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Tips for Seasonal Eating
Summer is winding down, and soon Farmer’s Markets will be closing for the winter, and we will be looking towards our local markets for seasonal fall produce. This guide will walk you through the perfect fall produce choices, indicating which are rich in different nutrients, and which complement each other. The following guide is an outline for September, October, and November produce.
Acorn squash: Rich in Potassium and Vitamin K, acorn squash makes a great side dish or a great addition to a salad. The bright color adds vibrancy to any dish and is simple to cook!
Apples: Rich in fiber (roughly 2.5g/apple with skin), apples are a great addition to any lunch or make a satisfying afternoon snack. Head to Fifer Orchards or TS Smith’s this fall to get a little exercise, enjoy the weather, and do a little apple picking of your own!
Beets: Rich in potassium, folate, and magnesium, roasted beets add a wonderfully sweet flavor to any salad, while pickled beets make a great side dish.
Broccoli: Rich in potassium, magnesium, Vitamin A, Vitamin C, and Vitamin K, broccoli is an excellent choice of fall produce. If you don’t enjoy the flavor of plain broccoli, consider making a broccoli salad, or picking up a serving of the some from the Captain’s Crew Café!
Brussels sprouts: Rich in iron, potassium, magnesium, Vitamin A, Vitamin C, and Vitamin K, these sprouts get a bad rap, but are packed with essential nutrients! Brussels sprouts are easy to bake, and really take on the flavor of whatever you use to season them; try roasted Brussels sprouts with Old Bay seasoning sprinkled on top to enjoy that Eastern Shore flavor!
Butter Lettuce: Rich in potassium, magnesium, and Vitamin A, fresh lettuce from the market tends to stay crisp and fresh for much longer than bagged lettuce in a grocery store. Butter lettuce has an almost savory flavor to it, making it the perfect base for a fall salad.
Butternut Squash: Rich in potassium, Magnesium, and Vitamin A, butternut squash makes a great soup during the fall, and since you can toast the seeds to have for a snack, you won’t waste any of this tasty veggie!
Cranberries: Rich in Vitamins C and K, cranberries are an essential side dish for many holiday meals. In addition to that tasty cranberry sauce, these berries can add a pop of flavor and color to salad with minimal effort.
Endives: Rich in potassium, folate, Vitamin A, and Vitamin K, endives make a great addition to salads, or can be braised in a bit of butter and lemon juice to transform the bitter leaves into a more tender, sweet vegetable.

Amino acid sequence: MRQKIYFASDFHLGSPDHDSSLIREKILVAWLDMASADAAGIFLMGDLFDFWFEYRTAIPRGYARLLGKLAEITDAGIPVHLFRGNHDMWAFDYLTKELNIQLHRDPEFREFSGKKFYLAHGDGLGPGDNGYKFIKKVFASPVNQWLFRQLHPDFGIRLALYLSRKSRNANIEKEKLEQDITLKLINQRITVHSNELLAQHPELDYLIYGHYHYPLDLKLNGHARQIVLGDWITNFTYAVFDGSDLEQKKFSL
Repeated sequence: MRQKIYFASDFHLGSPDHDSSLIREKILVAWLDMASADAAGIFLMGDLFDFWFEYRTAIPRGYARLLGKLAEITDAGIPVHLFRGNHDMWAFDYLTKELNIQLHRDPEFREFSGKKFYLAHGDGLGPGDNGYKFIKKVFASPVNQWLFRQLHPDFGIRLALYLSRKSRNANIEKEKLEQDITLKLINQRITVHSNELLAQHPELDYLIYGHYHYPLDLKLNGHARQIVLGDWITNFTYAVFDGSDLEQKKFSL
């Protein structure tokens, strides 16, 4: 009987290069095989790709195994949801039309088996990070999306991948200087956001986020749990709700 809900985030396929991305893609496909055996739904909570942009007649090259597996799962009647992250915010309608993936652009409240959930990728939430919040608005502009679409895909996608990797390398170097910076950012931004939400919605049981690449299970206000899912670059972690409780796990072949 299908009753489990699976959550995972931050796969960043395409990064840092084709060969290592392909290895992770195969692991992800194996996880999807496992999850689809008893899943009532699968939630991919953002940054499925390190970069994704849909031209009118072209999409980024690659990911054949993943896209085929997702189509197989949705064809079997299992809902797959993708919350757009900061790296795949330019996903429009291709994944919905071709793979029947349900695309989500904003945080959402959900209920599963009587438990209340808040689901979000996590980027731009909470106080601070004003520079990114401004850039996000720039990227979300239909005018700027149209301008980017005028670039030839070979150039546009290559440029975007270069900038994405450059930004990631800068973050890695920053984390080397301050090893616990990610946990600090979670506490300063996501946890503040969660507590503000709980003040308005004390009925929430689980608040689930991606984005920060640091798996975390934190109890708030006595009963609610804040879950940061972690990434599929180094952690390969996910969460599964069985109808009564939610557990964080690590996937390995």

Garlic: Garlic is in season now, and though it may not contribute significantly to vitamins and minerals in your daily diet, it is an excellent choice for adding great flavor to many recipes. Too often we use sodium as our primary seasoning, but fresh raw garlic can add great flavor, and with only 17mg Sodium/100grams, is a great alternative!
Grapes: Rich in potassium and Vitamin A, grapes make an excellent addition to any lunch. Grapes can add texture to many dishes as well, such as chicken salad.
Mushrooms: Rich in potassium, phosphorus, and magnesium, mushrooms are an excellent fall produce choice. If you’re looking for a meatless meal, a large portabella mushroom makes a great substitute for a burger or chicken patty! Grilled portabella mushrooms require little to no seasoning and the grilled flavor complements the meatiness of the mushroom nicely.
Pears: Rich in potassium and fiber, pears are another great afternoon snack. For a flavorful and filling snack, slice up pears, grapes, and apples, combine in a dish, add vanilla Greek yogurt, raisins, and nuts, and enjoy!
Pumpkin: Rich in potassium and Vitamin A, Pumpkins are no longer just for carving! Pumpkins make great soup as well as wonderful dessert choices. Pumpkin is another vegetable for which you can save the seeds and toast them to add flavor and texture to trail mix or salad.
Sweet Potatoes: Rich in potassium, magnesium, and Vitamin A, sweet potatoes are rapidly gaining popularity as side dishes in many popular restaurants, but you don’t have to go out to enjoy sweet potatoes! Make your very own sweet potato fries at home. A simple way to do so is to pre-heat the oven to 375°F. Clean your sweet potato and then, leaving the skin on, dice the potato into coins style slices about ¼ inch thick. Toss sweet potatoes into a zip lock baggy with a drizzle of olive oil and mix thoroughly. Spread on a cookie sheet, sprinkle with garlic, and cook for about 30 minutes, or until the potato coins are soft. Enjoy!
With fall comes the anticipation of cooler weather, pumpkin and apple picking, trick or treating, and bonfires. Just because the Farmer’s Markets close for the season does not mean that you have to give up eating fresh and local veggies!